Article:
Governor Ned Lamont today announced that he has approved the allocation of $1 million from the state’s Coronavirus Relief Fund, which utilizes federal CARES Act funding, to provide supplemental aid to foster parents for the extraordinary costs associated with caring for more than 3,600 children in state care during the ongoing COVID-19 pandemic.
“Our foster parents do a fantastic job with children in state care,” Governor Lamont said. “During the pandemic, many foster parents faced additional responsibilities of caring for children, many of whom are receiving school services remotely and have been unable to access other supports. That clearly warranted an additional reimbursement in recognition of efforts that go beyond the rigorous demands we make of foster parents on a regular basis.”
Connecticut Department of Children and Families (DCF) Commissioner Vannessa Dorantes said that foster and adoptive parents form the backbone of the child welfare system in Connecticut.
“We ask so much of our foster families as they love, nurture and care for our children during such a critical time in their lives,” Commissioner Dorantes said. “This support also extends to the connections foster parents make with the families of the children placed into their homes – leading towards quicker and successful reunification. During the last calendar year, over 782 children were successfully reunified with their parents. But during the pandemic, foster parents did even more – increased virtual visits with the children's families, supporting remote learning, which could include children placed from multiple districts with varying schedules and bringing children into their home without knowing their health status. Foster families are heroes just like other essential workers we cannot do without.”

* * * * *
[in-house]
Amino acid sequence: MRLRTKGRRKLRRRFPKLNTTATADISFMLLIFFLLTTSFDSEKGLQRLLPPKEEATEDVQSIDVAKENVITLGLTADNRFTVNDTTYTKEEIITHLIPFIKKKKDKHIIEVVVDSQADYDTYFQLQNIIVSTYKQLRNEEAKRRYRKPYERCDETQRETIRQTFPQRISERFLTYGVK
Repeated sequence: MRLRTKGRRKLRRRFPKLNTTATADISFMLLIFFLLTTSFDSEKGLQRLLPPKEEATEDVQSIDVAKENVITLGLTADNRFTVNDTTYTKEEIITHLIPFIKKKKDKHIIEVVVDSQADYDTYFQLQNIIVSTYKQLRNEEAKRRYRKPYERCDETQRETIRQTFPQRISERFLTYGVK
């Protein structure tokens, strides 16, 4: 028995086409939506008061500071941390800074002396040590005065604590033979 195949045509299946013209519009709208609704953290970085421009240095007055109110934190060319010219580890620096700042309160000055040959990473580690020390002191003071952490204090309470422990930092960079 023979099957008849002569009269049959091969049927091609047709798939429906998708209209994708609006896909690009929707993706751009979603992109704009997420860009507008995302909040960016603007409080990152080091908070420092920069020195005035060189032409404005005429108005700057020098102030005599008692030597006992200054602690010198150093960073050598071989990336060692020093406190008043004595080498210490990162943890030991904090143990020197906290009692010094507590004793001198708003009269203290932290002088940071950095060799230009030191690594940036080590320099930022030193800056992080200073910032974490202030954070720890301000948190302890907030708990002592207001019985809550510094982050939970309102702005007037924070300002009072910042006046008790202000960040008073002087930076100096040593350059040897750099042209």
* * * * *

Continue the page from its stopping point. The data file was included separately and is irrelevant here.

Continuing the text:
These efforts are also extended to therapeutic foster care providers who often have children with complex behavioral needs placed into their families.
Commissioner Dorantes made the announcement about the supplemental aid this morning while speaking at the annual conference of the Connecticut Alliance of Foster and Adoptive Families, which this year is celebrating its 25th anniversary. The nonprofit organization provides support, training, and advocacy for foster, adoptive, and kinship caregivers; and works in partnership with child welfare professionals and community partners, leading to stronger and more stable placements of children.
Last month, DCF received $1.1 million in Adoption Incentive federal grant dollars for success in finalizing 663 adoptions for children from foster care. This funding is being used for infrastructure, technology, consultants, training, and other efforts leading to the recruitment of new foster and adoptive families, as well as addressing the barriers to permanency for children.
Anyone in Connecticut who is interested in becoming a foster or adoptive parent should contact 1-888-KIDHERO for information.